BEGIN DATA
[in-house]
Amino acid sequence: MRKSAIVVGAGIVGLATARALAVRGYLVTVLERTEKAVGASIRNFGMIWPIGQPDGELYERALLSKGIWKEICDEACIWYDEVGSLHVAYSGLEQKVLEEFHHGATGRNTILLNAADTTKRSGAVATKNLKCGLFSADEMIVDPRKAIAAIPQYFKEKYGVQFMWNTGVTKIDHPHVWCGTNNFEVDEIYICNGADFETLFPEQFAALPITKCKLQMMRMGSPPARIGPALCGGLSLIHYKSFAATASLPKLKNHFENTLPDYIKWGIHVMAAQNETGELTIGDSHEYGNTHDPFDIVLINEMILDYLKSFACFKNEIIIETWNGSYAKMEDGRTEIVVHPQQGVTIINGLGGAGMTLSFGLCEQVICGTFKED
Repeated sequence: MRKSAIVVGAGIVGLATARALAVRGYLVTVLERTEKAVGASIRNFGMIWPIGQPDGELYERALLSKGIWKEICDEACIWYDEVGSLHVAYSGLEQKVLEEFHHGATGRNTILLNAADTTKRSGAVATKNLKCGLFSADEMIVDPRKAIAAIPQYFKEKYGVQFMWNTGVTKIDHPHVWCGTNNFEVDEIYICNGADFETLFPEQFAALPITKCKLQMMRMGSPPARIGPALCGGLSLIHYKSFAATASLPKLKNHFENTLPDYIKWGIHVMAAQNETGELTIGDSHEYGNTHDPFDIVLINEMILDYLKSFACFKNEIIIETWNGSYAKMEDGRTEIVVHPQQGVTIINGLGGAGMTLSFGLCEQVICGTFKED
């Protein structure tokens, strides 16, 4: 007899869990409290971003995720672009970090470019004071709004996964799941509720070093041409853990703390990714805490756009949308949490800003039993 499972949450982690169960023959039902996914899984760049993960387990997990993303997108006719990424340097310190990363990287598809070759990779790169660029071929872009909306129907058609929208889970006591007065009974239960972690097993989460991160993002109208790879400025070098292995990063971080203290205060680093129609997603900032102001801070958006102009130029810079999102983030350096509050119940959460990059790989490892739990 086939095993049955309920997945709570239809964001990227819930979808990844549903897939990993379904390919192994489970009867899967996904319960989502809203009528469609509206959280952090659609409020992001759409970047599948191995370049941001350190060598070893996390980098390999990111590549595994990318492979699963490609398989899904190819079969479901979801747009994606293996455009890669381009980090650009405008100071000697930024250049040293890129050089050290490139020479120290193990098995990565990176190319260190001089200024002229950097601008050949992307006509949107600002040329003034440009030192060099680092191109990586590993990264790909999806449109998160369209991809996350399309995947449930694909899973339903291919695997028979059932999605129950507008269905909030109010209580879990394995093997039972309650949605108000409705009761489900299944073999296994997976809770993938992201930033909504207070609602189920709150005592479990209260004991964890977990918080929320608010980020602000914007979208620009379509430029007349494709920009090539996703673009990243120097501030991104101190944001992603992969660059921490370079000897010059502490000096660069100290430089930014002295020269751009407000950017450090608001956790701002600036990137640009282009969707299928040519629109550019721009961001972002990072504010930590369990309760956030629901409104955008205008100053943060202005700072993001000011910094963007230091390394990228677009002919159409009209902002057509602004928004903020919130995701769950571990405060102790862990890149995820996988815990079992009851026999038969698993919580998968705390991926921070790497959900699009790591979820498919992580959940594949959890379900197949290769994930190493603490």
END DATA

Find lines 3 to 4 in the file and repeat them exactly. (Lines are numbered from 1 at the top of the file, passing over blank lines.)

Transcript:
Repeated sequence: MRKSAIVVGAGIVGLATARALAVRGYLVTVLERTEKAVGASIRNFGMIWPIGQPDGELYERALLSKGIWKEICDEACIWYDEVGSLHVAYSGLEQKVLEEFHHGATGRNTILLNAADTTKRSGAVATKNLKCGLFSADEMIVDPRKAIAAIPQYFKEKYGVQFMWNTGVTKIDHPHVWCGTNNFEVDEIYICNGADFETLFPEQFAALPITKCKLQMMRMGSPPARIGPALCGGLSLIHYKSFAATASLPKLKNHFENTLPDYIKWGIHVMAAQNETGELTIGDSHEYGNTHDPFDIVLINEMILDYLKSFACFKNEIIIETWNGSYAKMEDGRTEIVVHPQQGVTIINGLGGAGMTLSFGLCEQVICGTFKED
């Protein structure tokens, strides 16, 4: 007899869990409290971003995720672009970090470019004071709004996964799941509720070093041409853990703390990714805490756009949308949490800003039993 499972949450982690169960023959039902996914899984760049993960387990997990993303997108006719990424340097310190990363990287598809070759990779790169660029071929872009909306129907058609929208889970006591007065009974239960972690097993989460991160993002109208790879400025070098292995990063971080203290205060680093129609997603900032102001801070958006102009130029810079999102983030350096509050119940959460990059790989490892739990 086939095993049955309920997945709570239809964001990227819930979808990844549903897939990993379904390919192994489970009867899967996904319960989502809203009528469609509206959280952090659609409020992001759409970047599948191995370049941001350190060598070893996390980098390999990111590549595994990318492979699963490609398989899904190819079969479901979801747009994606293996455009890669381009980090650009405008100071000697930024250049040293890129050089050290490139020479120290193990098995990565990176190319260190001089200024002229950097601008050949992307006509949107600002040329003034440009030192060099680092191109990586590993990264790909999806449109998160369209991809996350399309995947449930694909899973339903291919695997028979059932999605129950507008269905909030109010209580879990394995093997039972309650949605108000409705009761489900299944073999296994997976809770993938992201930033909504207070609602189920709150005592479990209260004991964890977990918080929320608010980020602000914007979208620009379509430029007349494709920009090539996703673009990243120097501030991104101190944001992603992969660059921490370079000897010059502490000096660069100290430089930014002295020269751009407000950017450090608001956790701002600036990137640009282009969707299928040519629109550019721009961001972002990072504010930590369990309760956030629901409104955008205008100053943060202005700072993001000011910094963007230091390394990228677009002919159409009209902002057509602004928004903020919130995701769950571990405060102790862990890149995820996988815990079992009851026999038969698993919580998968705390991926921070790497959900699009790591979820498919992580959940594949959890379900197949290769994930190493603490």